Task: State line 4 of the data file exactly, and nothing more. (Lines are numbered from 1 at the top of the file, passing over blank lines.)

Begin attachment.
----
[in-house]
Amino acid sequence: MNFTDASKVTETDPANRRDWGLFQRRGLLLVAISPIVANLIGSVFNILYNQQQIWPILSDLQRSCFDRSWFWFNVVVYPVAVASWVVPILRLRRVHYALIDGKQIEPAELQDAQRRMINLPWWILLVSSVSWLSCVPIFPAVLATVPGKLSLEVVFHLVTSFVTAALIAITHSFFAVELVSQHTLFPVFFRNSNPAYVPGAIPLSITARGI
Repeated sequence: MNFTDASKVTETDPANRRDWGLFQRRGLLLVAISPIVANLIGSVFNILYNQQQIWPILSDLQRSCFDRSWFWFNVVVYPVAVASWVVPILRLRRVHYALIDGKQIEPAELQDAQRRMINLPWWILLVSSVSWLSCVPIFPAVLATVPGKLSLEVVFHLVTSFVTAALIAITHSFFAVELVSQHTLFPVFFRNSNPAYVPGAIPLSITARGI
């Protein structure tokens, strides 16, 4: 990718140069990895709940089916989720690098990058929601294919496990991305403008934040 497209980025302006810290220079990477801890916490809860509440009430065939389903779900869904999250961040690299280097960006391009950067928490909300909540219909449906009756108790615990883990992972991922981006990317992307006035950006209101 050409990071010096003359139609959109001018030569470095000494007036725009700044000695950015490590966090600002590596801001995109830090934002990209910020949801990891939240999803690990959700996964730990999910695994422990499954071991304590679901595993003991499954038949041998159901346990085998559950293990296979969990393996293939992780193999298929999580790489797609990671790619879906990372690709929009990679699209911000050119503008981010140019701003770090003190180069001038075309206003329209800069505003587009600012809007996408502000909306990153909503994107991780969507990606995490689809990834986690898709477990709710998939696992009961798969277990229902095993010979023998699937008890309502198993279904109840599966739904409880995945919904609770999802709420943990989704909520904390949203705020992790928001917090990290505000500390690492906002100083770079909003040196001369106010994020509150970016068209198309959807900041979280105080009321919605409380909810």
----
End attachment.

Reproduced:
């Protein structure tokens, strides 16, 4: 990718140069990895709940089916989720690098990058929601294919496990991305403008934040 497209980025302006810290220079990477801890916490809860509440009430065939389903779900869904999250961040690299280097960006391009950067928490909300909540219909449906009756108790615990883990992972991922981006990317992307006035950006209101 050409990071010096003359139609959109001018030569470095000494007036725009700044000695950015490590966090600002590596801001995109830090934002990209910020949801990891939240999803690990959700996964730990999910695994422990499954071991304590679901595993003991499954038949041998159901346990085998559950293990296979969990393996293939992780193999298929999580790489797609990671790619879906990372690709929009990679699209911000050119503008981010140019701003770090003190180069001038075309206003329209800069505003587009600012809007996408502000909306990153909503994107991780969507990606995490689809990834986690898709477990709710998939696992009961798969277990229902095993010979023998699937008890309502198993279904109840599966739904409880995945919904609770999802709420943990989704909520904390949203705020992790928001917090990290505000500390690492906002100083770079909003040196001369106010994020509150970016068209198309959807900041979280105080009321919605409380909810």